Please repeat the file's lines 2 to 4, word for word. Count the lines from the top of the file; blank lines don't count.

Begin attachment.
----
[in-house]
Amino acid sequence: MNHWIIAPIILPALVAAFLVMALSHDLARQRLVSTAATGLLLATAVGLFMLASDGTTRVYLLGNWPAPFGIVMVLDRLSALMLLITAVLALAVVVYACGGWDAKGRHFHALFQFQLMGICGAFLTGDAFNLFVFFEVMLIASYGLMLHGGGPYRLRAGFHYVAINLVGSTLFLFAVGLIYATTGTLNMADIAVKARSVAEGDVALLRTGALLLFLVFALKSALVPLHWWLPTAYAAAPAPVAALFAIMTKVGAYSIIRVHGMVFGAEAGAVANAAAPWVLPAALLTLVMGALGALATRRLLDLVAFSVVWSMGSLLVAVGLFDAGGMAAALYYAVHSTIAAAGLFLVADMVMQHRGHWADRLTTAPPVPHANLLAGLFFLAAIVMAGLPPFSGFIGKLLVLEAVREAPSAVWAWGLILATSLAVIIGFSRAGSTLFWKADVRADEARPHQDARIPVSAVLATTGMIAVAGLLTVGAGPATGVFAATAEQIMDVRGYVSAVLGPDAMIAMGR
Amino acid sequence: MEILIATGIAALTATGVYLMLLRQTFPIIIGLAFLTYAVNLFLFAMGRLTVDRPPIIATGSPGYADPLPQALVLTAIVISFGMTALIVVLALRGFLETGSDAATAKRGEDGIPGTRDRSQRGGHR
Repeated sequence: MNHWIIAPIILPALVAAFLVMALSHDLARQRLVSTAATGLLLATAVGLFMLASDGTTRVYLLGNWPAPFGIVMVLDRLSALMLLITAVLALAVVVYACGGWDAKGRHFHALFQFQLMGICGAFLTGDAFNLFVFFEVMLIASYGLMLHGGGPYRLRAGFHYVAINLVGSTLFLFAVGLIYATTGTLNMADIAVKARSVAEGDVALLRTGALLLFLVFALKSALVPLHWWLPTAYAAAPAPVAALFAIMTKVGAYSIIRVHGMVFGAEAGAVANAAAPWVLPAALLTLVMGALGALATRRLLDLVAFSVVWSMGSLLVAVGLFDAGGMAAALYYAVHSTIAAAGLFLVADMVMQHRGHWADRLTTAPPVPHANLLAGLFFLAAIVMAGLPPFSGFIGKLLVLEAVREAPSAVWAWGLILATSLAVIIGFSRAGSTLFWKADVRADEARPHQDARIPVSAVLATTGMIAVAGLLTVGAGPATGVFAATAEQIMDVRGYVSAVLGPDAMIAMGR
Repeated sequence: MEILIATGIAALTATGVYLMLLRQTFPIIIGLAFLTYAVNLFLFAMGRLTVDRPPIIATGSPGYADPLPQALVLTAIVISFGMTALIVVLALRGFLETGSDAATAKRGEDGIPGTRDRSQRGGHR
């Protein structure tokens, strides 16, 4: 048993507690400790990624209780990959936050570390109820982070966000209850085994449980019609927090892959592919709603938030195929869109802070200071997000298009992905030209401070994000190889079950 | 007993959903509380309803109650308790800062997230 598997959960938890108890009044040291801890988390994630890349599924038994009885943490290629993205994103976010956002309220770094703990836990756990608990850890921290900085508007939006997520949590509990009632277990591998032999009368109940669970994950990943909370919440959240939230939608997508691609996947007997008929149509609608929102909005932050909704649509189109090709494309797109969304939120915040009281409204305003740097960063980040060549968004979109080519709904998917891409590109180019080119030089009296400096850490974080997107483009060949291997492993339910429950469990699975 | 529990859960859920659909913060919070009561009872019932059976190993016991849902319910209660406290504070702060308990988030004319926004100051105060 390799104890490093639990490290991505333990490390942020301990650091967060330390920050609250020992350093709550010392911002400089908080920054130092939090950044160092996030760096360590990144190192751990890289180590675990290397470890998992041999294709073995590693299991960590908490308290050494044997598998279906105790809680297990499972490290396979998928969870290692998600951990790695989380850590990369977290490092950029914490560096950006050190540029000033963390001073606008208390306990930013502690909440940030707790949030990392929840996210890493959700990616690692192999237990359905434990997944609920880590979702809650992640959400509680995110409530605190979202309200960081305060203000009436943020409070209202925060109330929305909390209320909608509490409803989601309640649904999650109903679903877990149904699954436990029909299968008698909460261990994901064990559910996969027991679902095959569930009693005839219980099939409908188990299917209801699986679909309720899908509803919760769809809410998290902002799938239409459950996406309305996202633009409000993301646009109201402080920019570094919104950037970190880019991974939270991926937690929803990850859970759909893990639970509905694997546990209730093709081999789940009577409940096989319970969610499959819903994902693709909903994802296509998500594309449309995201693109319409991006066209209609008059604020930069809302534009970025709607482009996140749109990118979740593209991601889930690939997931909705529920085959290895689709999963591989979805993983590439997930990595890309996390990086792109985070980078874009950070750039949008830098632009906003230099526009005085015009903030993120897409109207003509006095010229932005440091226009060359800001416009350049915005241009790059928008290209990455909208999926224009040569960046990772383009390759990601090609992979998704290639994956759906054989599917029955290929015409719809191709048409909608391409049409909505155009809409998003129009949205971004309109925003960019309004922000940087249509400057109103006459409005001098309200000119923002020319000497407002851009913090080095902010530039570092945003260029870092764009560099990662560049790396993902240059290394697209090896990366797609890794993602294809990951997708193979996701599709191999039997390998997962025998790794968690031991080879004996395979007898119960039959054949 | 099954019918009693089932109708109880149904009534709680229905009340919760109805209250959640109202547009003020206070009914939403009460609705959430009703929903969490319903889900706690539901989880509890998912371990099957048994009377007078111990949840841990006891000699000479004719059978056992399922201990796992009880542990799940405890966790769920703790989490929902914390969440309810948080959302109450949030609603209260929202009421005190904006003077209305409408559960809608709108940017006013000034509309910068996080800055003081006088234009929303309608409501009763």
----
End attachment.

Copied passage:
Amino acid sequence: MNHWIIAPIILPALVAAFLVMALSHDLARQRLVSTAATGLLLATAVGLFMLASDGTTRVYLLGNWPAPFGIVMVLDRLSALMLLITAVLALAVVVYACGGWDAKGRHFHALFQFQLMGICGAFLTGDAFNLFVFFEVMLIASYGLMLHGGGPYRLRAGFHYVAINLVGSTLFLFAVGLIYATTGTLNMADIAVKARSVAEGDVALLRTGALLLFLVFALKSALVPLHWWLPTAYAAAPAPVAALFAIMTKVGAYSIIRVHGMVFGAEAGAVANAAAPWVLPAALLTLVMGALGALATRRLLDLVAFSVVWSMGSLLVAVGLFDAGGMAAALYYAVHSTIAAAGLFLVADMVMQHRGHWADRLTTAPPVPHANLLAGLFFLAAIVMAGLPPFSGFIGKLLVLEAVREAPSAVWAWGLILATSLAVIIGFSRAGSTLFWKADVRADEARPHQDARIPVSAVLATTGMIAVAGLLTVGAGPATGVFAATAEQIMDVRGYVSAVLGPDAMIAMGR
Amino acid sequence: MEILIATGIAALTATGVYLMLLRQTFPIIIGLAFLTYAVNLFLFAMGRLTVDRPPIIATGSPGYADPLPQALVLTAIVISFGMTALIVVLALRGFLETGSDAATAKRGEDGIPGTRDRSQRGGHR
Repeated sequence: MNHWIIAPIILPALVAAFLVMALSHDLARQRLVSTAATGLLLATAVGLFMLASDGTTRVYLLGNWPAPFGIVMVLDRLSALMLLITAVLALAVVVYACGGWDAKGRHFHALFQFQLMGICGAFLTGDAFNLFVFFEVMLIASYGLMLHGGGPYRLRAGFHYVAINLVGSTLFLFAVGLIYATTGTLNMADIAVKARSVAEGDVALLRTGALLLFLVFALKSALVPLHWWLPTAYAAAPAPVAALFAIMTKVGAYSIIRVHGMVFGAEAGAVANAAAPWVLPAALLTLVMGALGALATRRLLDLVAFSVVWSMGSLLVAVGLFDAGGMAAALYYAVHSTIAAAGLFLVADMVMQHRGHWADRLTTAPPVPHANLLAGLFFLAAIVMAGLPPFSGFIGKLLVLEAVREAPSAVWAWGLILATSLAVIIGFSRAGSTLFWKADVRADEARPHQDARIPVSAVLATTGMIAVAGLLTVGAGPATGVFAATAEQIMDVRGYVSAVLGPDAMIAMGR